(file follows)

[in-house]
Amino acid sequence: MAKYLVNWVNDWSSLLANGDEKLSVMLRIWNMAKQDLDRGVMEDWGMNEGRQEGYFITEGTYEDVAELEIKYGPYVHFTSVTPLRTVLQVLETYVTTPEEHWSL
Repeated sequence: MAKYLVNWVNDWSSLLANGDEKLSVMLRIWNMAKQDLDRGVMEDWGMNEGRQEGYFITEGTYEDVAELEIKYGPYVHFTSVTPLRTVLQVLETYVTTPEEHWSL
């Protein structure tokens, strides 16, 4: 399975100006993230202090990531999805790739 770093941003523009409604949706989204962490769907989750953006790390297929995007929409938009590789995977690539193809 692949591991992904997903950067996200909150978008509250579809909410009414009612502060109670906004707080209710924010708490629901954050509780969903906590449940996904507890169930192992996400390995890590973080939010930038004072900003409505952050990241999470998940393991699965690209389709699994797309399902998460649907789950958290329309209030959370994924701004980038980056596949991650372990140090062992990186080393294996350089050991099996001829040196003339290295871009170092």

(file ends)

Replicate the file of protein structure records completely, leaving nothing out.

[in-house]
Amino acid sequence: MAKYLVNWVNDWSSLLANGDEKLSVMLRIWNMAKQDLDRGVMEDWGMNEGRQEGYFITEGTYEDVAELEIKYGPYVHFTSVTPLRTVLQVLETYVTTPEEHWSL
Repeated sequence: MAKYLVNWVNDWSSLLANGDEKLSVMLRIWNMAKQDLDRGVMEDWGMNEGRQEGYFITEGTYEDVAELEIKYGPYVHFTSVTPLRTVLQVLETYVTTPEEHWSL
């Protein structure tokens, strides 16, 4: 399975100006993230202090990531999805790739 770093941003523009409604949706989204962490769907989750953006790390297929995007929409938009590789995977690539193809 692949591991992904997903950067996200909150978008509250579809909410009414009612502060109670906004707080209710924010708490629901954050509780969903906590449940996904507890169930192992996400390995890590973080939010930038004072900003409505952050990241999470998940393991699965690209389709699994797309399902998460649907789950958290329309209030959370994924701004980038980056596949991650372990140090062992990186080393294996350089050991099996001829040196003339290295871009170092």